For the many flaws No Man's Sky had at launch, I really liked the way it zeroed-in on the feeling of discovery.
My first dozen hours of naming planets, scanning weird tentacle horses, and cataloging unremarkable rocks was a real delight, so it's no surprise that Bethesda has something similar in the works with its epic space RPG, Starfield. We have, after all, been doing this sort of thing for a very long time, snapping Dewgong in Pokémon Snap or scanning Shadow Moses as Solid Snake.
I am, however, a little surprised that Starfield's version of scanning creatures doesn’t just remind me of seven-year-old No Man’s Sky, it looks almost exactly like it.
We saw a bit of Starfield’s scanning in action during last month’s Starfield Direct, but the familiarities didn't register with me until Bethesda tweeted this short clip of planet scanning yesterday. Everything about how the binocular interface looks, the way objects glow as you scan them, the mostly-useless-but-fun peripheral trivia you learn about things by scanning, and the small bits of XP you get for cataloguing perfectly mimic the experience of data gathering in No Man’s Sky. In Starfield, it looks like you can judge a creature's likelihood to attack you by its listed "temperament." In No Man’s Sky, this same information is labeled"Behaviour."
Surveying isn't the most exciting way to spend your days in Starfield, but it sounds like a lucrative one. As the tweet points out, completing a planetary survey in Starfield allows you to sell that info for credits, like in No Man's Sky.
I can't tell if I’m more happy or annoyed about this. I like scanning things in No Man’s Sky and will probably enjoy it just as much in Starfield, if not more because between all those procedurally-generated flora and fauna are hand-authored RPG cities and fully-voiced characters. Scanning adds a lot to the fantasy of a space frontier, especially for those who’d rather be lauded for their exploration prowess than their deadliness. At the same time, it’s a little disappointing that Bethesda’s vision of gamified discovery is basically "just do what Hello Games did and don’t mention it."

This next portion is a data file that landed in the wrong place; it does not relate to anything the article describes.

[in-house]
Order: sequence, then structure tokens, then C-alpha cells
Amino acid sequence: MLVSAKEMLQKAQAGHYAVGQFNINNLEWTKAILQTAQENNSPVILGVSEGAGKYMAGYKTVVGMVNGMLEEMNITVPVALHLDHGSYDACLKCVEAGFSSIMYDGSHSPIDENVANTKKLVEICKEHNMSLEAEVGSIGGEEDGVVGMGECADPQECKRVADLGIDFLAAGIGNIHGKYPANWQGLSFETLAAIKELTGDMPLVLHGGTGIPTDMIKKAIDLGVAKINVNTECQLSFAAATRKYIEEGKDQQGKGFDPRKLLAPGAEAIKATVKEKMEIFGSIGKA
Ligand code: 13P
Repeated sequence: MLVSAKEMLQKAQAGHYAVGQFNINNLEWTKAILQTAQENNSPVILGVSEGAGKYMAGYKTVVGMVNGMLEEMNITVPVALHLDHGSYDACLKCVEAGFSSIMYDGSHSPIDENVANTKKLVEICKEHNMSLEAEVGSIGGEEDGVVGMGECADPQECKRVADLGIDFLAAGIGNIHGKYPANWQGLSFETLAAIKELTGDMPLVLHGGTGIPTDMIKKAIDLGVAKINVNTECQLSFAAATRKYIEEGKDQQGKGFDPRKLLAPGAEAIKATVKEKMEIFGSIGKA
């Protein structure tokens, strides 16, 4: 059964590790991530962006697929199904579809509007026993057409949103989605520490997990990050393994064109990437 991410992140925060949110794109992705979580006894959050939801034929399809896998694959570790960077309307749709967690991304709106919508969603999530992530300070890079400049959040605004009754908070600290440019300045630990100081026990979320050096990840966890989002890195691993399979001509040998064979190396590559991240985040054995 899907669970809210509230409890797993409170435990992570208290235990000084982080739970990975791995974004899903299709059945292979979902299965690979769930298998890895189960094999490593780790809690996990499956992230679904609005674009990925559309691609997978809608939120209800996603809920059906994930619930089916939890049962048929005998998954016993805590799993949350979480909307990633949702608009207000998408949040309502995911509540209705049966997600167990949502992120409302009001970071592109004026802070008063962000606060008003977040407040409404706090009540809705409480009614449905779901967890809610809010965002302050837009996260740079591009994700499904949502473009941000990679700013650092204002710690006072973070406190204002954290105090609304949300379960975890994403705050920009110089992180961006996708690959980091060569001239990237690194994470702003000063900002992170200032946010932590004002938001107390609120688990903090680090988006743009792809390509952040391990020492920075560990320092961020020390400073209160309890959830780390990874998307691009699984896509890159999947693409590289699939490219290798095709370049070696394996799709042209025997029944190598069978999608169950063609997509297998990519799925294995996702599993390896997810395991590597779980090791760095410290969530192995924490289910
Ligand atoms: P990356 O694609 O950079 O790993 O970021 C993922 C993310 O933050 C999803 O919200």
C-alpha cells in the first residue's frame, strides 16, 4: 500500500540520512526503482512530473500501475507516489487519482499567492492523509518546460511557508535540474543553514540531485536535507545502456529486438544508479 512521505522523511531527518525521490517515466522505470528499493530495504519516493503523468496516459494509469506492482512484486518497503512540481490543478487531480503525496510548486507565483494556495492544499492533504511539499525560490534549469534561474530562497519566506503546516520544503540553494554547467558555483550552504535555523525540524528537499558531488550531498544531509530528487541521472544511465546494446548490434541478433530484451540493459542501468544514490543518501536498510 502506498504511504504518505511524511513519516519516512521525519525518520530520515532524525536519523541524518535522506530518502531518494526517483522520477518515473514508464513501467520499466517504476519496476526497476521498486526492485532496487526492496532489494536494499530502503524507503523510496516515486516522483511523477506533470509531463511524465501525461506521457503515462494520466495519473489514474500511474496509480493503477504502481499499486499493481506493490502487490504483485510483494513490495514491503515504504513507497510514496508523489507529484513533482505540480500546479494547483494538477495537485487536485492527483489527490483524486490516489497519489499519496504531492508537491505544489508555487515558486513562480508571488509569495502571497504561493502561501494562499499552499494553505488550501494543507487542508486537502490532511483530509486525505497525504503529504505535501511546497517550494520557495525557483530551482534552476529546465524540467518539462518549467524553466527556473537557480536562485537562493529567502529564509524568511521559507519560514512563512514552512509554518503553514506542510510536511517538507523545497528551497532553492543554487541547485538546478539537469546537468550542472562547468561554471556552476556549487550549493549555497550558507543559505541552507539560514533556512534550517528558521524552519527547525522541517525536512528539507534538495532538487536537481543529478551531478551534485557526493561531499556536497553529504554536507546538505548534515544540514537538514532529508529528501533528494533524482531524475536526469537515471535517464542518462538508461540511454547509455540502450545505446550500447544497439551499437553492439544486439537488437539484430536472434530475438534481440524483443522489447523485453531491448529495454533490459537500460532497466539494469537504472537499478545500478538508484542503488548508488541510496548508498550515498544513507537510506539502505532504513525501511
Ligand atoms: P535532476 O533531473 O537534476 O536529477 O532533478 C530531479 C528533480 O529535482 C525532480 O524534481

As a member of Constellation, your mission is to unlock the mysteries of the galaxy.Use your scanner to discover the flora, fauna, and resources of a planet. If you fully scan a planet, you can sell that information for credits! #Starfield pic.twitter.com/BkLF2vNA2kJuly 10, 2023
Games steal smart ideas from each other all the time, but I think what bothers me is how devs (especially on big-budget games) often neglect, or resist acknowledging it. Bethesda is no different than any other big studio for doing this, but the higher profile the game doing the borrowing, the more awkward it looks. That mining laser from last year's gameplay showcase sure does look like No Man’s Sky’s multi-tool.
Part of it is practical—developers speak generally when promoting their games because saying explicitly "this bit works exactly like it did in No Man's Sky" isn't helpful to those who haven't played it, nevermind awkward for an Xbox-owned studio (No Man's Sky came to Xbox about two years after it released on PC and PlayStation 4). The more likely reason for a dev to politely not acknowledge a copied idea is that it can be seen as unflattering to the game.
Maybe that’s true according to a well-researched marketing deck, but being upfront about an obvious imitation would score some serious points with me.